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Healthcare IT Security Makes Strange Bedfellows

UPDATE January 12, 2013:
House of Representatives Passes Bill Requiring Additional Security Requirments on the administration of HealthCare.gov

Last week, it was reported that House Majority Leader Eric Cantor (Rep -?VA) intends to draft legislation early in 2014 that would strengthen the IT security requirements of the Obama Administration in regard to the HealthCare.gov website. With more than 2 million Americans now enrolled in health plans through HealthCare.gov, Cantor believes that a stricter set of data security requirements should apply to the determination and reporting of any breach of personal information that occurs via the website.

Currently, the “risk of harm”? standard applies to HealthCare.gov in regard to the assessment and reporting of data breaches. In the event of a potential breach, the Administration must determine whether a risk of harm exists before it is required to notify individuals that their personal information has been compromised.
There’s more than a little irony here since the “risk of harm”? standard was recently dropped in the HIPAA Omnibus Final Rule and replaced with stronger language. Initially, the Department of Health and Human Services (HHS) allowed HIPAA-covered entities to perform a risk assessment to determine if the breach created “a significant risk of financial, reputational, or other harm to an individual.”? If not, the covered entity was not required to inform individuals. In effect, “no harm, no foul.”?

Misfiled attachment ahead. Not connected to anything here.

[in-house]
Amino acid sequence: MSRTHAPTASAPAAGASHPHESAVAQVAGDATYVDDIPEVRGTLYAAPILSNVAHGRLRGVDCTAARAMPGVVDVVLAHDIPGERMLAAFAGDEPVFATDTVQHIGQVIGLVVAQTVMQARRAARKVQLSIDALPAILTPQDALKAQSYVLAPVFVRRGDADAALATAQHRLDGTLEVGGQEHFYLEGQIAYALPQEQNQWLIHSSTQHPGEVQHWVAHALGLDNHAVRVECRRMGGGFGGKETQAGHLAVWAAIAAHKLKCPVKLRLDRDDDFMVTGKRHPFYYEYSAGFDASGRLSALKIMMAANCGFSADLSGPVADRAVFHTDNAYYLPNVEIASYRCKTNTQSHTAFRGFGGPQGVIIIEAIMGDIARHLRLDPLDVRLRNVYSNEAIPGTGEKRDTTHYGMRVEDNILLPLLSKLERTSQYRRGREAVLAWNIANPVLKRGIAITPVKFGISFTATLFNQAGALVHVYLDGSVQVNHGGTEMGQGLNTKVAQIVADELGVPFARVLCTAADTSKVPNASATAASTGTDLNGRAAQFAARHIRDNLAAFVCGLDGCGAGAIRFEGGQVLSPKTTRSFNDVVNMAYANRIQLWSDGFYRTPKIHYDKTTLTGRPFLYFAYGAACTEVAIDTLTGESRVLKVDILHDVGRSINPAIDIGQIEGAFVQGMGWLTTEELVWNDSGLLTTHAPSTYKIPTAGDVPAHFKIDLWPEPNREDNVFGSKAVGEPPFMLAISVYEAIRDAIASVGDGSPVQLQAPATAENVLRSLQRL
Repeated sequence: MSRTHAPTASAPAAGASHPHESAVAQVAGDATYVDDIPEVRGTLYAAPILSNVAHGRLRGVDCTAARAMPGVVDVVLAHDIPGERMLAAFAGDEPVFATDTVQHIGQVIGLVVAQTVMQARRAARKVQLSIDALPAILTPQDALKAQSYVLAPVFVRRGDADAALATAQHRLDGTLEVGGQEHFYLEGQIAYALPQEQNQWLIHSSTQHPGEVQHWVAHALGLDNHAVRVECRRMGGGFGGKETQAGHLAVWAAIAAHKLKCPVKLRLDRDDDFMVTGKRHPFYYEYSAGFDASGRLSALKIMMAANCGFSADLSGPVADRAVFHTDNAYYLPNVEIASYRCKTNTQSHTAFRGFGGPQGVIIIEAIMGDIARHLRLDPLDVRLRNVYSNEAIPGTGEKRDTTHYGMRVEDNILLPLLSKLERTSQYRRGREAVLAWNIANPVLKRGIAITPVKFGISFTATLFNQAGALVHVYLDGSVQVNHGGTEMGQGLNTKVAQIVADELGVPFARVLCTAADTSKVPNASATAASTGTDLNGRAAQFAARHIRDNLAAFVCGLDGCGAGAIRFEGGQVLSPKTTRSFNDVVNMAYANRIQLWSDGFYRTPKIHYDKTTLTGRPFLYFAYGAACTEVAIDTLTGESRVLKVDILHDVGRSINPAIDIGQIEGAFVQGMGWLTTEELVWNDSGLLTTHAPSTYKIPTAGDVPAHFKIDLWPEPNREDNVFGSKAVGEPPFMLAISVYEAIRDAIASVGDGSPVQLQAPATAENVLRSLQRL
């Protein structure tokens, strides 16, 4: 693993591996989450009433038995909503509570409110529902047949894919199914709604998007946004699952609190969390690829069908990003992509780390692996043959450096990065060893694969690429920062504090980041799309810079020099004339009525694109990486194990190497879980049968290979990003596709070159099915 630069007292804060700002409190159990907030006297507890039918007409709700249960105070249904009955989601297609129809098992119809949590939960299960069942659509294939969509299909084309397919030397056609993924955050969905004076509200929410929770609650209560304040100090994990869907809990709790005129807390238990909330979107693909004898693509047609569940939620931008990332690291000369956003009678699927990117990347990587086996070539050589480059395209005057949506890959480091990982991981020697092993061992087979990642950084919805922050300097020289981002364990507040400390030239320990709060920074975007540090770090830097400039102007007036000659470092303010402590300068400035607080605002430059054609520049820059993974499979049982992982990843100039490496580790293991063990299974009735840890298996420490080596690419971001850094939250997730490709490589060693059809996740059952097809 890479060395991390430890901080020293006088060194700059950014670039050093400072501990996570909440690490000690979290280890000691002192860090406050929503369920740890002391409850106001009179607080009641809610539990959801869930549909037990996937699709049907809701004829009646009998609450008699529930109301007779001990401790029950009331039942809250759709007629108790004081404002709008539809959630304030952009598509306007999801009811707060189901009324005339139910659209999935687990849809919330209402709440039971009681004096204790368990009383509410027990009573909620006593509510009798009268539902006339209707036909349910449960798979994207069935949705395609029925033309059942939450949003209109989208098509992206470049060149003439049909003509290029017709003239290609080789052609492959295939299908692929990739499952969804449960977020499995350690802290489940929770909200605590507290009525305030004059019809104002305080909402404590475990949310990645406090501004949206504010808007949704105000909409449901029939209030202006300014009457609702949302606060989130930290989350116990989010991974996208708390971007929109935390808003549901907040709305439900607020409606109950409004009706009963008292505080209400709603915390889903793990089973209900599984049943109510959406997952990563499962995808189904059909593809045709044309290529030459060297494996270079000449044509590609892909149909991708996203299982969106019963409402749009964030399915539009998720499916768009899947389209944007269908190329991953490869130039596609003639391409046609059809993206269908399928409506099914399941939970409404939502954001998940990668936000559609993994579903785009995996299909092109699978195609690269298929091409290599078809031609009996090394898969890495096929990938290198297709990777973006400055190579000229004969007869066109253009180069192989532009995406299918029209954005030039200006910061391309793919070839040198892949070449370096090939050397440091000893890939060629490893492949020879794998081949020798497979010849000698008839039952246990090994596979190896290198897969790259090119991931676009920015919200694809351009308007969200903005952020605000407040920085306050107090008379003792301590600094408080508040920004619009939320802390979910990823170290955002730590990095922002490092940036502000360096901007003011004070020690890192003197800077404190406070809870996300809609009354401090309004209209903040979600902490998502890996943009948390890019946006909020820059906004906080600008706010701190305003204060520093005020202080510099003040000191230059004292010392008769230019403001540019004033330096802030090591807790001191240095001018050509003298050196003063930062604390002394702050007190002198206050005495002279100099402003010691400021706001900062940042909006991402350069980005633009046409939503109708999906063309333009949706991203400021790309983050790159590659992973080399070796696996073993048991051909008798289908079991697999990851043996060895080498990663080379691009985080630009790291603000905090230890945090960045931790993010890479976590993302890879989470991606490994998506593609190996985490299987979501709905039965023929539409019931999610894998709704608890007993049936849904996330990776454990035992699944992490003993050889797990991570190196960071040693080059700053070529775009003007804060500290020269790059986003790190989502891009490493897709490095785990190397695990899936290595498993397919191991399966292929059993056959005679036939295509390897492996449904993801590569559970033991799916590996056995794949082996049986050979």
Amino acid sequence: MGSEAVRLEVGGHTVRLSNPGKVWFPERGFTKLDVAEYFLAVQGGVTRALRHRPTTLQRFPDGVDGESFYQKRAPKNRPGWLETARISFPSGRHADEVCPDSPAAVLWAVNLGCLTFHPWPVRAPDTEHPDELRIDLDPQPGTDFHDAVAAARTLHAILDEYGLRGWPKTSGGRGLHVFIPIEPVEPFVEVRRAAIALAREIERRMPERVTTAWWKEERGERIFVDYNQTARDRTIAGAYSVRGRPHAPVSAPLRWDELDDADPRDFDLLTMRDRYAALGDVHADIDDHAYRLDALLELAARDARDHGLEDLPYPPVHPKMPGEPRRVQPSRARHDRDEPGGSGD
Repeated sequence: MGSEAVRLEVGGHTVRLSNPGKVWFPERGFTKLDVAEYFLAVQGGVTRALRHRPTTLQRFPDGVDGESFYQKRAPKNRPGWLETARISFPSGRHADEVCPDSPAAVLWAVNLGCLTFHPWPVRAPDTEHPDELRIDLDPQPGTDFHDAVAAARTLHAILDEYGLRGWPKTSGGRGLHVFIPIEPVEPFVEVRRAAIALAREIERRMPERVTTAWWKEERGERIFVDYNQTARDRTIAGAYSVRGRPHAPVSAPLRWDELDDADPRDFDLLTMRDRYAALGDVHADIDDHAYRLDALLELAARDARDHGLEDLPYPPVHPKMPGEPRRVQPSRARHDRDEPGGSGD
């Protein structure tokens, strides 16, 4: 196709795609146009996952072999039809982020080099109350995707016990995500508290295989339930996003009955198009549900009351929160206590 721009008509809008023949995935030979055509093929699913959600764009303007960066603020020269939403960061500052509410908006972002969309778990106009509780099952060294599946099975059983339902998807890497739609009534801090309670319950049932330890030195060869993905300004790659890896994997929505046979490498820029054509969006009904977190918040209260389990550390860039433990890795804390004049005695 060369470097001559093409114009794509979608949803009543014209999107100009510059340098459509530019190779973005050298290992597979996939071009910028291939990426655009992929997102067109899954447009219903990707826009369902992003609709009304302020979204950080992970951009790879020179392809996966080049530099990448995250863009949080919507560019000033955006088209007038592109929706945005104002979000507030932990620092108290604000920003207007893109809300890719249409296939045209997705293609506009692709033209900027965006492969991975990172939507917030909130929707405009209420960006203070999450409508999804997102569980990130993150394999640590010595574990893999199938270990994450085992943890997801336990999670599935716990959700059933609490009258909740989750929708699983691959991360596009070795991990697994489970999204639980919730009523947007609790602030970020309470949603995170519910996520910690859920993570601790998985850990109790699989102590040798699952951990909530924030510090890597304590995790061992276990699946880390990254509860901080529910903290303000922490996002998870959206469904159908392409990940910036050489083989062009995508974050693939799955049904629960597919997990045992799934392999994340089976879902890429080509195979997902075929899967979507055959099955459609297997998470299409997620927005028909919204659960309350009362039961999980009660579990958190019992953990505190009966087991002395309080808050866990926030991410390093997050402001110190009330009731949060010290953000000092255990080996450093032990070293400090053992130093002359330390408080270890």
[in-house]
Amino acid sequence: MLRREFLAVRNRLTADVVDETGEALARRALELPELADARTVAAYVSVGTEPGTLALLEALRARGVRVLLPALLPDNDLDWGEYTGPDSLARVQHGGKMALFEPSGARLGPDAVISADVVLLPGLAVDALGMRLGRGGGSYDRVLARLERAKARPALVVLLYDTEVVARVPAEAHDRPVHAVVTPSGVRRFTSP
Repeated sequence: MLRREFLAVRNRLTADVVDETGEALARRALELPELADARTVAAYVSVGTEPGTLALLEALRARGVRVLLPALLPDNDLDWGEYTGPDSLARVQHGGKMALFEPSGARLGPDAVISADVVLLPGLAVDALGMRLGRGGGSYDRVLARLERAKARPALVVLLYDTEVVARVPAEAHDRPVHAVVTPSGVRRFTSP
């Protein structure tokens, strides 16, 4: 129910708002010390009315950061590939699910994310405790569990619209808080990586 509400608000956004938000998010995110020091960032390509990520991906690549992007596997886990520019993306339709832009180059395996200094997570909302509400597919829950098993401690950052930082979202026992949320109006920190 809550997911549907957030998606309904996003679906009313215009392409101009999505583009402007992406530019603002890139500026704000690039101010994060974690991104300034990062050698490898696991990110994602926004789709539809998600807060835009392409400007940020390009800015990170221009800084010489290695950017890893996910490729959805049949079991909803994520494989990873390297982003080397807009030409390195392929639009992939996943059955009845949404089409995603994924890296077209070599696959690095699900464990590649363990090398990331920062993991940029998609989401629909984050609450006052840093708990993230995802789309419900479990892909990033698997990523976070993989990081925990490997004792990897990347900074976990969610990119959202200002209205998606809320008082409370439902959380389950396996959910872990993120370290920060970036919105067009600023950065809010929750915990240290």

But before the final rule was implemented, HHS had second thoughts, saying “we recognize that the language used in the interim final rule and preamble could be construed and implemented in manners that we had not intended.”? Thus, HHS reversed direction and now requires covered entities to presume that harm has occurred if a breach occurs unless they conduct a risk assessment and thoroughly document why they believe otherwise. HHS went on to say that their goal was to eliminate the possibility of erroneous interpretations – and that both versions always had the same intent. And indeed, the new language does have less wiggle room.

So for HealthCare.gov to then be held to the breach notification “harm standard” as opposed to starting with a “presumption of harm,”? is awkward at best. For Republicans it’s like the proverbial fox guarding the henhouse. Even Democrats have to concede that it’s at least like the “hens guarding the henhouse.”

Whether the Cantor initiative is well-played politics, a sincere interest in protecting personal health information, or a bit of both – Redspin’s just happy that more attention is being paid to guarding the eggs.

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